FOREIGN EXCHANGE

Foreign Exchange

Most expats find the need to transfer money internationally arises frequently, pitting us against currency exchange rates and seeing our money siphoned off in fees.

If your salary or pension is paid in your home currency, this is useful for saving money that can be used when you return home. However, if you convert it to the local currency where you reside, or you’re paid in the local currency and send money home, you will likely be losing out through transfer fees, if not also exchange rates. In this situation, it pays to be well informed of currency fluctuations.

Exchange rates are directly linked to economic performance and currency trades in a similar way to stocks and shares. The more attractive the currency, the more it is in demand and the greater its value. Of course, the opposite is also true which leads to the currency being devalued.

For example, the Euro has lost approximately 21% against the dollar in the 5 years Q1/2014 – Q1/2019, while Sterling has gained approximately 22%. In simple terms, if your salary is paid in USD (or a pegged currency), Euro savings have cost less year-on-year, while Sterling savings have cost more. Those of us saving in Sterling most certainly have found living in the UAE becoming more expensive and may have begun to erode our savings in order to maintain a suitable quality of life. Over the medium term, or even the short term, this isn’t sustainable and makes expat living a lot less attractive.

Other reasons for transferring money include making regular payments such as a mortgage and other bills, school or university fees, insurance premiums and the like, and lump sum transfers for investments.

For pensions, there are options to counter currency risks including QROPS, QNUPS and SIPP.

Let’s examine some other methods of foreign exchange:

Instant transfers

  • Service providers such as Western Union or Moneygram offer convenience but at a high price in terms of fees and exchange rates. Best used for emergencies and small amounts only.

Banks

  • Some international banks offer free transfers. However, the sender and the receiver must both have a qualifying account within the same bank.
  • Multi-currency accounts eliminate the need for several accounts. You can hold your money in multiple currencies all in one place and switch between them when the rates are good. You may be able to make and receive transfers in foreign currencies for free or reduced fees compared to regular international bank transfers. However, it pays to familiarize yourself with the associated fees when considering if this type of account will work for you.
  • Regular international bank transfers (“wires”, “telegraphic transfers”) are generally to be avoided due to the high fees, exchange rate mark-ups and length of processing time (days, or even weeks), although it’s best to consult with your bank in case of any special offers, or even just to benchmark an alternative option.

Online transfer companies

  • There are many online companies that allow you to make transfers directly from your bank account, or via an online account. These companies usually offer competitive rates and transaction fees, with short processing times.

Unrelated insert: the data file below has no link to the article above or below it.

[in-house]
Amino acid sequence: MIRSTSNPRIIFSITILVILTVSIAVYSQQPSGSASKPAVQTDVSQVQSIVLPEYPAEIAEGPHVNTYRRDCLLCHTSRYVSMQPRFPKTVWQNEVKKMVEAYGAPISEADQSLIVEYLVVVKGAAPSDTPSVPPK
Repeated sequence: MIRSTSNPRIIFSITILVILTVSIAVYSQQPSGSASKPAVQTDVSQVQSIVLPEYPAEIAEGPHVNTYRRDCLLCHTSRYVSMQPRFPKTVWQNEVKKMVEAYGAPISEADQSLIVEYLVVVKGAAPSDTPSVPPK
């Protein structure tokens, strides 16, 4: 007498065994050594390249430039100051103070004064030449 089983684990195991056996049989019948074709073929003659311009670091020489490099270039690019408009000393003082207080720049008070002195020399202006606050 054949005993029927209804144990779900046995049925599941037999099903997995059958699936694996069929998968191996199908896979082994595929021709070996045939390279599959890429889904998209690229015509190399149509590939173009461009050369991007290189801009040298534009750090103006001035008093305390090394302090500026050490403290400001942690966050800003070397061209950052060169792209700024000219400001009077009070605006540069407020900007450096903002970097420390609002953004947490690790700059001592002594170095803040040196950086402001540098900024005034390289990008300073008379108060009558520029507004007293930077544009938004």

• However, your money may be at risk if the company goes bust during the transaction. Check the FCA register to find out how a firm is regulated.

Pre-paid credit and debit cards

  • These specialist pre-paid cards allow you to get the best possible exchange rate anywhere in the world, with low or no withdrawal fees in local currencies. They can be used the same as a regular credit card, but without the transaction fees and poor exchange rates of your regular bank’s cards.
  • Such cards are low-risk and extremely useful for day-to-day spending, or maintaining a relative (such as a child at university).

Specialized brokers

  • For significant amounts or recurring sums, using an FX broker is the best option. Brokers make their profits by trading in high volumes, meaning they can offer customers wholesale exchange rates (up to 5% cheaper than banks) and often fee-free transfers through their local bank account networks.
  • FX brokers typically offer more transparency than other options, with calculators on their websites that show you the total estimated costs, exchange rate, and exact amount you will receive after the transfer.
  • FX brokers offer support and value-added services, such as locking in a long-term exchange rate for recurring transfers.
  • If your money transfer doesn’t need to be rushed, you can also create a ‘limit order’ or set a desired exchange rate to target. This essentially lets you nominate your ideal exchange rate, and you will be contacted when the currency hits that rate.

We recommend FairFX for your FX needs. Check their website for great content and tools for expats and frequent travelers.

It quite literally pays to have a forex strategy, in order to retain the maximum possible of your money. The optimum strategy usually involves a mixture of transaction types depending on the purpose of the transfer. Our consultants are currency management experts, well versed in forex mechanisms. Request a consultation with us to review your needs and receive independent advice to help ensure that your exposure to currency risks is minimized.